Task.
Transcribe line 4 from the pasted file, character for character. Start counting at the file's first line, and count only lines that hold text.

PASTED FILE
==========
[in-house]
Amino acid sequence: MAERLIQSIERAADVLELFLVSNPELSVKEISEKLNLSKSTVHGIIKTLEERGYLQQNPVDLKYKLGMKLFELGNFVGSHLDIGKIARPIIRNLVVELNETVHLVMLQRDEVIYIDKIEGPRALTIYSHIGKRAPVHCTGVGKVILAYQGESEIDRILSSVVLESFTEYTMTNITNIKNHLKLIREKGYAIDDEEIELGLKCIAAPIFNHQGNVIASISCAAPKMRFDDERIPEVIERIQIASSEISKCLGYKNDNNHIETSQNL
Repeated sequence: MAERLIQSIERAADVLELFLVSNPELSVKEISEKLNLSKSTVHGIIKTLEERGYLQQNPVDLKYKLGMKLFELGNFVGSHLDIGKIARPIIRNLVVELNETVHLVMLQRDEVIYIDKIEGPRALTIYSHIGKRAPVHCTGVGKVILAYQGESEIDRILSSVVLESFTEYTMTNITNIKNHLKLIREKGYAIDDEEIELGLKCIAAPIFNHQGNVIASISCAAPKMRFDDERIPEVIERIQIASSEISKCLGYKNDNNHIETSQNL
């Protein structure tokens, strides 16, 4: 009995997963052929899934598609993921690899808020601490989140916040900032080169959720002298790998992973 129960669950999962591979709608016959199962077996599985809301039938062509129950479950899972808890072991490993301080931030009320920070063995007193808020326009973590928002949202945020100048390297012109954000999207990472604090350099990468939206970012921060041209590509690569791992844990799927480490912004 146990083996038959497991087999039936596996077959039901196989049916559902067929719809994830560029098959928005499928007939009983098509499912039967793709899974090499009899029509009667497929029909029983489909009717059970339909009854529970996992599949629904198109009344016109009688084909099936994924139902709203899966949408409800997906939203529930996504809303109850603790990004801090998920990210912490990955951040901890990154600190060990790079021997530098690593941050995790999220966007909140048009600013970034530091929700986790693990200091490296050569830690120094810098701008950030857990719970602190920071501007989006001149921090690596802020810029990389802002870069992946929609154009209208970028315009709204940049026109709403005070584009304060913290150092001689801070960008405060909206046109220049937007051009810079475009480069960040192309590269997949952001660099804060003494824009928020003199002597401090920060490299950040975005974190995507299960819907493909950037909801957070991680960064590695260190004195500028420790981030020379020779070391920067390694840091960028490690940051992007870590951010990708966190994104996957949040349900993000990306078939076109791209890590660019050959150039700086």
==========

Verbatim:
């Protein structure tokens, strides 16, 4: 009995997963052929899934598609993921690899808020601490989140916040900032080169959720002298790998992973 129960669950999962591979709608016959199962077996599985809301039938062509129950479950899972808890072991490993301080931030009320920070063995007193808020326009973590928002949202945020100048390297012109954000999207990472604090350099990468939206970012921060041209590509690569791992844990799927480490912004 146990083996038959497991087999039936596996077959039901196989049916559902067929719809994830560029098959928005499928007939009983098509499912039967793709899974090499009899029509009667497929029909029983489909009717059970339909009854529970996992599949629904198109009344016109009688084909099936994924139902709203899966949408409800997906939203529930996504809303109850603790990004801090998920990210912490990955951040901890990154600190060990790079021997530098690593941050995790999220966007909140048009600013970034530091929700986790693990200091490296050569830690120094810098701008950030857990719970602190920071501007989006001149921090690596802020810029990389802002870069992946929609154009209208970028315009709204940049026109709403005070584009304060913290150092001689801070960008405060909206046109220049937007051009810079475009480069960040192309590269997949952001660099804060003494824009928020003199002597401090920060490299950040975005974190995507299960819907493909950037909801957070991680960064590695260190004195500028420790981030020379020779070391920067390694840091960028490690940051992007870590951010990708966190994104996957949040349900993000990306078939076109791209890590660019050959150039700086």